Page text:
Consider Scarifying/Dethatching Before Aeration
If your lawn has a lot of thatch it will be a good idea to scarify it before you aerate it. Scarifying is also known as dethatching.
You can get an all-in-one powered dethatcher and aerator. On the plus side these combo machines work great and can save you a lot of time and manual effort.
Of course on the downside you may not be financially prudent to make such an investment if you only aerate your lawn once a year or less. But, if you have the spare cash we recommend it.
After You Aerate Your Lawn
If you opt for a plug aerator (which you should) then leave the soil plugs in place to decompose after aeration.
Just as mulching grass helps feed your lawn with much-needed nutrients, as they decomposes these soil plugs also help maintain the health of your lawn. Each plug will contain microorganisms that are released as the plug decomposes and they will digest the thatch and break it down for you.
All you have to do is mow the lawn as usual and the mower will break up the plugs or you can rake them once they have dried out.
You can seed and use fertilizer on your lawn immediately after aerating and should definitely seed any patchy areas on the lawn that you have treated with aeration. Consider overseeding.
Many people believe that you need to add a layer of topsoil at this stage but for a standard lawn it is certainly not essential and can add unnecessary expense.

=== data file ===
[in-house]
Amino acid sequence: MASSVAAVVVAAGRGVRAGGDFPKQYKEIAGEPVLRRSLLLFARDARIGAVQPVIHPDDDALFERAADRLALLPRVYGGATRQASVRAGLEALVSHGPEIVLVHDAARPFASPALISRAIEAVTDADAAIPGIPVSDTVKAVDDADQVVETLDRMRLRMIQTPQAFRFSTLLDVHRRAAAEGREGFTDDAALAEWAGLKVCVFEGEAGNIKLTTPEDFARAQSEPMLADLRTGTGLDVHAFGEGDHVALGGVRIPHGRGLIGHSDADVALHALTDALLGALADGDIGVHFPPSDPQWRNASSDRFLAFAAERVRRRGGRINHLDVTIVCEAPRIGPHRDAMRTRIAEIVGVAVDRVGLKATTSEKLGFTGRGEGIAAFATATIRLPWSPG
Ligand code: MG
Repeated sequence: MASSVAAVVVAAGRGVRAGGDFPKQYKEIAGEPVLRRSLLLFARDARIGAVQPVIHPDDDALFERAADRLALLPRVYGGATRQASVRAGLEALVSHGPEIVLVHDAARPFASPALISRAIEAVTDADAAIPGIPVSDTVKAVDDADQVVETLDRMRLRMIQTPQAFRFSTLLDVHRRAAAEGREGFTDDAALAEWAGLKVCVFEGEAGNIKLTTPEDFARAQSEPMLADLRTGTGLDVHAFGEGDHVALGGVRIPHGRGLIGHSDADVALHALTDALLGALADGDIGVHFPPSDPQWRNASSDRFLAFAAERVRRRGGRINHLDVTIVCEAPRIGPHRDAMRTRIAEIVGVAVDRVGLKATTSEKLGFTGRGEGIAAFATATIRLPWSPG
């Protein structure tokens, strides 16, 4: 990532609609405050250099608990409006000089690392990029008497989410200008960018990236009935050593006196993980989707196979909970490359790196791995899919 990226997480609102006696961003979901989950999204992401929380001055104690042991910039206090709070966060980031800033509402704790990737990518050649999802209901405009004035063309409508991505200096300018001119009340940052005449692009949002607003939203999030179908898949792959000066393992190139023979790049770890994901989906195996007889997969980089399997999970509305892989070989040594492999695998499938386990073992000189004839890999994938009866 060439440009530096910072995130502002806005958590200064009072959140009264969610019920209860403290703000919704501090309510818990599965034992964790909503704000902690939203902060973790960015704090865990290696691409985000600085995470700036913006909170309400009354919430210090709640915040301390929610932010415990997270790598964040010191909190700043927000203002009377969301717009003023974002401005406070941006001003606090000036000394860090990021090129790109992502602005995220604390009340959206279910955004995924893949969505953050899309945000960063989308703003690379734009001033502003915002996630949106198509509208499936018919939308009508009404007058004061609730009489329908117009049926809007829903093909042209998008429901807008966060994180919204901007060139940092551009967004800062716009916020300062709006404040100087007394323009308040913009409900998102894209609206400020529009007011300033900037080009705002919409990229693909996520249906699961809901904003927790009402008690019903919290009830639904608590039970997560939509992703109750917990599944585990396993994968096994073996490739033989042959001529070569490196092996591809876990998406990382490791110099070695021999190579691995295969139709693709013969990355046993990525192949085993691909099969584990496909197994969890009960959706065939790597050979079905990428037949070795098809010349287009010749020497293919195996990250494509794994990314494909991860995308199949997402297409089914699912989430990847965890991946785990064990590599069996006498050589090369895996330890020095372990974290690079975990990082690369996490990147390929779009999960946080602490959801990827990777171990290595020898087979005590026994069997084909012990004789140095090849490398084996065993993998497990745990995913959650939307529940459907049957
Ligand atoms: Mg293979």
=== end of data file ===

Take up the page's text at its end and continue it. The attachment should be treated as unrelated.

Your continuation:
However, for lawns that are heavily compacted or have deep thatch you should consider covering it with about 3/4 of an inch of compost making sure you rake it evenly so the plug holes are filled. Again, if your lawn does have heavy thatch you should scarify/dethatch it first.
Sometimes plug aeration can bring up weed seeds from the lower soil levels and these will thrive in the newly aerated soil. Thus the soil may need treated with a herbicide, though not necessarily – if your lawn has no real history of weeds you can probably skip this step.
For cool season grasses use a preemergent herbicide in the spring following a fall aeration or in the fall following a spring aeration.
For warm season grass apply the herbicide the fall after aerating.
Do not use a herbicide at the same time you reseed or you will kill the grass seed with the weeds. Give yourself plenty of time between herbicide application and reseeding.